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The third subsection in the second subsection of the first section should be numbered 1.2.3. This holds also for RTL languages, since numbers, including Dewey numbering is still LTR even in an RTL language. Babel seems to have this right, but polyglossia is confused. How do you fix that?

Here is an example:

\documentclass{article}
\usepackage{polyglossia}
\setmainlanguage{hebrew}
\setotherlanguage{english}
\newfontfamily\hebrewfont[Script=Hebrew]{Ezra SIL}% or{SBL Hebrew}

\begin{document}
\section{1st Sect. Should be \#1}
\subsection{1st Subsect. Should be \#1.1}
\subsubsection{1st Subsubsect. Should be \#1.1.1}
\subsubsection{2nd Subsubsect. Should be \#1.1.2}
\subsection{2nd Subsect. Should be Numbered 1.2}
\section{2nd Sect. Should be \#2}
\subsection{1st Subsect. Should be \#2.1}
\subsubsection{1st Subsubsect. Should be \#2.1.1}
\subsubsection{2nd Subsubsect. Should be \#2.1.2}
\subsubsection{3rd Subsubsect. Should be \#2.1.3}
\subsection{2nd Subsect. Should be \#2.2}
\subsubsection{1st Subsubsect. Should be \#2.2.1}
\subsubsection{2nd Subsubsect. Should be \#2.2.2}
\end{document}
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No, babel is confused. This is the correct format. It is true that in RTL, numbers should be typeset LTR but not in this case. because when it is 3.2.1, 1 stands for section, 2 stands for subsection and 3 stands for subsubsection. This is not a number that should be typeset LTR anymore. –  IRAN Feb 8 '11 at 14:11
    
I second Vafa on this, I find that a feature not a bug. –  Khaled Hosny Feb 8 '11 at 14:49
    
Do not know about Farsi or Arabic, but I am 100% certain that Hebrew does not work this way at all. Take a look at e.g., official government regulations: molsa.gov.il/MisradHarevacha/HomePageMenu/Regulations/… . (Use Google translate if you cannot read Hebrew( –  Yossi Gil Feb 8 '11 at 19:06
    
Yossi Gil: See my answer however as I mentioned this is incorrect. –  IRAN Feb 9 '11 at 3:51
    
Vafa: I respect your judgment, but, alas, Hebrew simply does not abide by it. Section 1, subsection 2, must be written LTR in Hebrew, which is "1.2". –  Yossi Gil Feb 9 '11 at 5:01
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2 Answers

up vote 3 down vote accepted

Put this in the preamble of your document and it will give your desired results, however I do not think this is the right thing to do:

\makeatletter
\renewcommand{\SepMark}[1]{\def\@SepMark{#1}}
\makeatother
\SepMark{.}
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Neat solution. Should be added to Hebrew options. –  Yossi Gil Feb 9 '11 at 5:13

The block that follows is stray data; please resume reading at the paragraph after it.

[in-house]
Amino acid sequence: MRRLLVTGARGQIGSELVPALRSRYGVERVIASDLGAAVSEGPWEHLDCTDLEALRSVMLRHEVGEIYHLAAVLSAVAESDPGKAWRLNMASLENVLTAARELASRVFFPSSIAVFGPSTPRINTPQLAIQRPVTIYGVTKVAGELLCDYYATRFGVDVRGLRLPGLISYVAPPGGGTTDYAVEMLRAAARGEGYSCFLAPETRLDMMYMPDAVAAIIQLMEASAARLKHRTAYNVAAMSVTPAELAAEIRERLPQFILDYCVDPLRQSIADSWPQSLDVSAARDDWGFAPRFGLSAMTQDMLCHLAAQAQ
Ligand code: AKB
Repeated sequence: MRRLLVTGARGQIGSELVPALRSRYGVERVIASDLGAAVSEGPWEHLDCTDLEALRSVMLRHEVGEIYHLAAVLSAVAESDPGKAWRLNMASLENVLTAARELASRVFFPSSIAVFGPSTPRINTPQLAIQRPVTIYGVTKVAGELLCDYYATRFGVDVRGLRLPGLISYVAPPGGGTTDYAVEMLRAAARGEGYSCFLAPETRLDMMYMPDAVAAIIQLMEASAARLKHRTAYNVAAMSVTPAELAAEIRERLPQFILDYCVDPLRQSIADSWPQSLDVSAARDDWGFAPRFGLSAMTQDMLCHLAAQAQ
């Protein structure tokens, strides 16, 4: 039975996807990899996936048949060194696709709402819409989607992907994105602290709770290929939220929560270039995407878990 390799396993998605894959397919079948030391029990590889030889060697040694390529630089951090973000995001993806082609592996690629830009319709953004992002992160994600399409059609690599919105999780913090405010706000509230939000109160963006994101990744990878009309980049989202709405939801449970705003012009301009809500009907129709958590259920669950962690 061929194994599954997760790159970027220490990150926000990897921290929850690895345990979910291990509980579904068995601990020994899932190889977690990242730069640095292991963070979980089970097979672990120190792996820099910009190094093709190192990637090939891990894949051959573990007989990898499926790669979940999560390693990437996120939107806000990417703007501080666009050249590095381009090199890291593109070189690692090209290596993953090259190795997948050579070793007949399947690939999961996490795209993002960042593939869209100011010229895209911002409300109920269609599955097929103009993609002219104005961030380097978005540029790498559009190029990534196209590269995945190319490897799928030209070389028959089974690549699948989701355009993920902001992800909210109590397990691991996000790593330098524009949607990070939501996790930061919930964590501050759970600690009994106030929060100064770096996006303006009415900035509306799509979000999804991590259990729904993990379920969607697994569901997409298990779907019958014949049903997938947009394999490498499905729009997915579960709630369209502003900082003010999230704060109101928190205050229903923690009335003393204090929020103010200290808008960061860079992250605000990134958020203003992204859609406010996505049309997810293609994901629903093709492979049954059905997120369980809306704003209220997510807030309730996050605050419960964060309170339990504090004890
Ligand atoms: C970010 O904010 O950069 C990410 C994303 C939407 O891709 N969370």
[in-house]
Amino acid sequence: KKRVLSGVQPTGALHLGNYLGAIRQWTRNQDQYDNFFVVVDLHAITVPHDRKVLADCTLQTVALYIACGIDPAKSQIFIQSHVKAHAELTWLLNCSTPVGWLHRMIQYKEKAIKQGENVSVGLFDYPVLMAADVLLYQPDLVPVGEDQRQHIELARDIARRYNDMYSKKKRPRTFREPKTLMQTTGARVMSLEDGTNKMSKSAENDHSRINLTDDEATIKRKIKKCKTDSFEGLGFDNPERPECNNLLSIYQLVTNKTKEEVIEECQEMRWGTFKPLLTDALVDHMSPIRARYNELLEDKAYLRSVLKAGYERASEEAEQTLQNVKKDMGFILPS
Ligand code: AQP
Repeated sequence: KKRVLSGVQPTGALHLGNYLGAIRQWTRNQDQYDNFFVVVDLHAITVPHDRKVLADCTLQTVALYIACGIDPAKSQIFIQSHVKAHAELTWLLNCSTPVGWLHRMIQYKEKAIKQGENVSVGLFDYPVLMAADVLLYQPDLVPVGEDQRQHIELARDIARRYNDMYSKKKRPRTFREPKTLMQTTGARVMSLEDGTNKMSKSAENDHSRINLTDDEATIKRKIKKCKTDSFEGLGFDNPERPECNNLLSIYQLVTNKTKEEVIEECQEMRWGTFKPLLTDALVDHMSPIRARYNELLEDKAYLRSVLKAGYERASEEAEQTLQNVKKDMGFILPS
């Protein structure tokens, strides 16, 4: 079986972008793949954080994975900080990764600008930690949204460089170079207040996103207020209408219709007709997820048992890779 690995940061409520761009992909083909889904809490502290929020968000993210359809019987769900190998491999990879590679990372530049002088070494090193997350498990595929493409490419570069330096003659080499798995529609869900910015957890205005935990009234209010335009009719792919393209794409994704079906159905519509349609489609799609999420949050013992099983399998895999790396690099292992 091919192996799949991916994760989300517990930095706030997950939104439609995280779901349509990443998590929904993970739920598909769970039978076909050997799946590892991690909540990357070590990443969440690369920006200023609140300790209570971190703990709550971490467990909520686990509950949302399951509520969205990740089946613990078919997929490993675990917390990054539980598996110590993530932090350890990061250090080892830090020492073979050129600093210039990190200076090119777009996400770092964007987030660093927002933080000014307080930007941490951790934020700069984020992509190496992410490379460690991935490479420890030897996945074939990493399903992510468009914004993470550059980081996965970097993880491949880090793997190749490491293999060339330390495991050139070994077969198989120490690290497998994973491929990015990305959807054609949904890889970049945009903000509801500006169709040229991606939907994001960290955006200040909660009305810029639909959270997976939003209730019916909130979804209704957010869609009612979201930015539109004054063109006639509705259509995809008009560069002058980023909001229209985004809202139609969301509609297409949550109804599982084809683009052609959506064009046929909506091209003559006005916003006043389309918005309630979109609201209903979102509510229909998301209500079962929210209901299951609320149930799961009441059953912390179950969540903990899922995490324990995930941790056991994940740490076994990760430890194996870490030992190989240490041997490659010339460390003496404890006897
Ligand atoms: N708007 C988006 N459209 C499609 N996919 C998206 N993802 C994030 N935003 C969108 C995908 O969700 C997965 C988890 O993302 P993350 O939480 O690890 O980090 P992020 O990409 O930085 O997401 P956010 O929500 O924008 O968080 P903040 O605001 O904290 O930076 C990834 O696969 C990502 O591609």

1  
Ok, then you should contact the author of polyglossia with good documentation about why it should be done this way for Hebrew. –  IRAN Feb 9 '11 at 6:02
    
I just did. I hope he will make the change. –  Yossi Gil Feb 11 '11 at 8:50
    
Why does this work? –  einpoklum Apr 20 '13 at 14:23
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I don't know if all RTL languages respect this convention. But you can easily change the numbers in your preamble:

\makeatletter
\renewcommand{\thesection}{\LR{\thechapter\@SepMark\arabic{section}}} % if using book class
\renewcommand{\thesubsection}{\LR{\thesection\@SepMark\arabic{subsection}}}
\renewcommand{\thesubsubsection}{\LR{\thesubsection\@SepMark\arabic{subsubsection}}}
\makeatother
share|improve this answer
    
Thanks. Great help here. IMHO, this should go in the hebrew.ldf file. There needs to be a way for adapting this to a book rather than an article class. One perhaps could use \let to save the previous definition and redefine it wrapping it with \LR. –  Yossi Gil Feb 8 '11 at 19:08
    
@Yossi all of the section counters are basically the same, so it's not hard to redefine them too in the same way. I've added code to the example for the book class to redefine \thesection in the same way. –  Alan Munn Feb 9 '11 at 2:53
    
This does not work as expected in the upcoming version of bidi. Get bidi from bitbucket and test if this actually works. –  IRAN Feb 9 '11 at 3:36
    
@Vafa Surely I can only be expected to test code with existing versions of a package, unless I'm supposed to be clairvoyant :-). It works with the current version, which is all I have. But your solution is certainly simpler, and seems to work with both the existing and (I assume) upcoming version. –  Alan Munn Feb 9 '11 at 4:13
    
@Alan Munn: My apologies. What I meant was that it would not work with the new version of bidi since bidi changes some of its old definitions. –  IRAN Feb 9 '11 at 6:06
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